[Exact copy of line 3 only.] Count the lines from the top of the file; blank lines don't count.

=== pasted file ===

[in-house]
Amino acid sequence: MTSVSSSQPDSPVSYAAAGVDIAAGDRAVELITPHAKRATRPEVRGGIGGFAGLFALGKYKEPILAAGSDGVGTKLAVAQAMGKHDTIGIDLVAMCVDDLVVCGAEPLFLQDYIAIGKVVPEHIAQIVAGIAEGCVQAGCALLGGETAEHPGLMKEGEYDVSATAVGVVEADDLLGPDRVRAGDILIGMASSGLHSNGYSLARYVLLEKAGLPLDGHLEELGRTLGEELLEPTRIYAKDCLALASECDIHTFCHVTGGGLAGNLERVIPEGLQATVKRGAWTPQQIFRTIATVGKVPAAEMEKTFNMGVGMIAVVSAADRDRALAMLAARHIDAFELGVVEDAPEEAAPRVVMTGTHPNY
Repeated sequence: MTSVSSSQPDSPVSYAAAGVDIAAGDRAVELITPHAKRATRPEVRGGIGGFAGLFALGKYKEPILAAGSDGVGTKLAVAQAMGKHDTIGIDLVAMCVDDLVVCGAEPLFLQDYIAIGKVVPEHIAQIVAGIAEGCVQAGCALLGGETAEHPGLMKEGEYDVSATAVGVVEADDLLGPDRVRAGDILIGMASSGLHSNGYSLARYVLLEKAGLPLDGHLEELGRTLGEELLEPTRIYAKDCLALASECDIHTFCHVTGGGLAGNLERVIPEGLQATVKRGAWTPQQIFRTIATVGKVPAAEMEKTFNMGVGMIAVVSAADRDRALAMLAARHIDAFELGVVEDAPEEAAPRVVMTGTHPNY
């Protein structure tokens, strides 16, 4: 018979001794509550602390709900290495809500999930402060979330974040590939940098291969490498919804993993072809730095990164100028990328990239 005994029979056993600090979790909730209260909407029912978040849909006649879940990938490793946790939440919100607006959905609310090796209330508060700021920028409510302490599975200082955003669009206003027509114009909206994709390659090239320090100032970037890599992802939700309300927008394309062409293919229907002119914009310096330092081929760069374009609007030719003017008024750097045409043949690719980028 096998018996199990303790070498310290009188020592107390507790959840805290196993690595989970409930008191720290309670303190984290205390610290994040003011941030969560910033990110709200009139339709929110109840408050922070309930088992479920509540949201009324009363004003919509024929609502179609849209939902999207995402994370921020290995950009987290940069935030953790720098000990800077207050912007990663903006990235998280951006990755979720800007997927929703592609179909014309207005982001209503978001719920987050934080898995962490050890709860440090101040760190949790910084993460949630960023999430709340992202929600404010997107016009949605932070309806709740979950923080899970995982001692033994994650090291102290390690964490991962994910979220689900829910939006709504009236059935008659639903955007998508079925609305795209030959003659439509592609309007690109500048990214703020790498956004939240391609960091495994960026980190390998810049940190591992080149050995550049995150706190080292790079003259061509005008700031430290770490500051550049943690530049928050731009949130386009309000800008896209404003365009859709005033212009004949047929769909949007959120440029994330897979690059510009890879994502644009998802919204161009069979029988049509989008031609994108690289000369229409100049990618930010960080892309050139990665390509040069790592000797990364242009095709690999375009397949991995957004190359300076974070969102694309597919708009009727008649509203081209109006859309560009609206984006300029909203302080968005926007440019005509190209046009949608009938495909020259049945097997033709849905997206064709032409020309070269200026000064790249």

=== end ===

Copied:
Repeated sequence: MTSVSSSQPDSPVSYAAAGVDIAAGDRAVELITPHAKRATRPEVRGGIGGFAGLFALGKYKEPILAAGSDGVGTKLAVAQAMGKHDTIGIDLVAMCVDDLVVCGAEPLFLQDYIAIGKVVPEHIAQIVAGIAEGCVQAGCALLGGETAEHPGLMKEGEYDVSATAVGVVEADDLLGPDRVRAGDILIGMASSGLHSNGYSLARYVLLEKAGLPLDGHLEELGRTLGEELLEPTRIYAKDCLALASECDIHTFCHVTGGGLAGNLERVIPEGLQATVKRGAWTPQQIFRTIATVGKVPAAEMEKTFNMGVGMIAVVSAADRDRALAMLAARHIDAFELGVVEDAPEEAAPRVVMTGTHPNY